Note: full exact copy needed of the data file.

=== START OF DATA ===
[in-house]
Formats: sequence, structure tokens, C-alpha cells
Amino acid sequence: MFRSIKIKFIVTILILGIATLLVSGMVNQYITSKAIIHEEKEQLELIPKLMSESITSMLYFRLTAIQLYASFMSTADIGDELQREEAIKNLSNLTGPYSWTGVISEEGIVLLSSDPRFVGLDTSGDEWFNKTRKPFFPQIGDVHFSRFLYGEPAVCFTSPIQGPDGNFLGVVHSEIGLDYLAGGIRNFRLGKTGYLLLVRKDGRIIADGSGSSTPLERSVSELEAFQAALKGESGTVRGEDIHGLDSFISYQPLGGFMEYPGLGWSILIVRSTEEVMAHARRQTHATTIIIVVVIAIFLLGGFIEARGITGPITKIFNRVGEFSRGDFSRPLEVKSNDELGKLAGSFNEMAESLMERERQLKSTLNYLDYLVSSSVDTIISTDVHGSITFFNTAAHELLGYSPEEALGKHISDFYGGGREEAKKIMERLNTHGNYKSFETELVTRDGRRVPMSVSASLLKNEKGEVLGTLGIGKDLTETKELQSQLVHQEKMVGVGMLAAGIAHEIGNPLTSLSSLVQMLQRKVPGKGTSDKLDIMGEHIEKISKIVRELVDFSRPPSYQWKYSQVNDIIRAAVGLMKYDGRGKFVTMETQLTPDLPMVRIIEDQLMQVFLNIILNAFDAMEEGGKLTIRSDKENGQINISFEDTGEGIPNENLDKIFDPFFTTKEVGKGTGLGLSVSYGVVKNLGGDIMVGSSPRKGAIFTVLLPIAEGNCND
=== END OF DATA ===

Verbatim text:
[in-house]
Formats: sequence, structure tokens, C-alpha cells
Amino acid sequence: MFRSIKIKFIVTILILGIATLLVSGMVNQYITSKAIIHEEKEQLELIPKLMSESITSMLYFRLTAIQLYASFMSTADIGDELQREEAIKNLSNLTGPYSWTGVISEEGIVLLSSDPRFVGLDTSGDEWFNKTRKPFFPQIGDVHFSRFLYGEPAVCFTSPIQGPDGNFLGVVHSEIGLDYLAGGIRNFRLGKTGYLLLVRKDGRIIADGSGSSTPLERSVSELEAFQAALKGESGTVRGEDIHGLDSFISYQPLGGFMEYPGLGWSILIVRSTEEVMAHARRQTHATTIIIVVVIAIFLLGGFIEARGITGPITKIFNRVGEFSRGDFSRPLEVKSNDELGKLAGSFNEMAESLMERERQLKSTLNYLDYLVSSSVDTIISTDVHGSITFFNTAAHELLGYSPEEALGKHISDFYGGGREEAKKIMERLNTHGNYKSFETELVTRDGRRVPMSVSASLLKNEKGEVLGTLGIGKDLTETKELQSQLVHQEKMVGVGMLAAGIAHEIGNPLTSLSSLVQMLQRKVPGKGTSDKLDIMGEHIEKISKIVRELVDFSRPPSYQWKYSQVNDIIRAAVGLMKYDGRGKFVTMETQLTPDLPMVRIIEDQLMQVFLNIILNAFDAMEEGGKLTIRSDKENGQINISFEDTGEGIPNENLDKIFDPFFTTKEVGKGTGLGLSVSYGVVKNLGGDIMVGSSPRKGAIFTVLLPIAEGNCND